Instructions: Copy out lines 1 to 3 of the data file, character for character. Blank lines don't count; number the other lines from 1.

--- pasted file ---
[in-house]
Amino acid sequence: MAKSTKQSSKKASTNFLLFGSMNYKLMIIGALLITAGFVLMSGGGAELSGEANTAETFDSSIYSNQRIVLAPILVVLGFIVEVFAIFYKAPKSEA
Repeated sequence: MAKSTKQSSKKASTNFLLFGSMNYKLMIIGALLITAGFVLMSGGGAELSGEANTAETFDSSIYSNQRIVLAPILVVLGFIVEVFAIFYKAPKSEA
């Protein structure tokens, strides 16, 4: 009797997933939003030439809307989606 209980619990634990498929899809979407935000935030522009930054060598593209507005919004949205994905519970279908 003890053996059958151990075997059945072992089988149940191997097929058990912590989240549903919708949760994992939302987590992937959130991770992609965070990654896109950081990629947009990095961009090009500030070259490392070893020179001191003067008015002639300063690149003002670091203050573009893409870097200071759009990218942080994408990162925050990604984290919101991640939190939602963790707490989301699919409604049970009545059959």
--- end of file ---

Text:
[in-house]
Amino acid sequence: MAKSTKQSSKKASTNFLLFGSMNYKLMIIGALLITAGFVLMSGGGAELSGEANTAETFDSSIYSNQRIVLAPILVVLGFIVEVFAIFYKAPKSEA
Repeated sequence: MAKSTKQSSKKASTNFLLFGSMNYKLMIIGALLITAGFVLMSGGGAELSGEANTAETFDSSIYSNQRIVLAPILVVLGFIVEVFAIFYKAPKSEA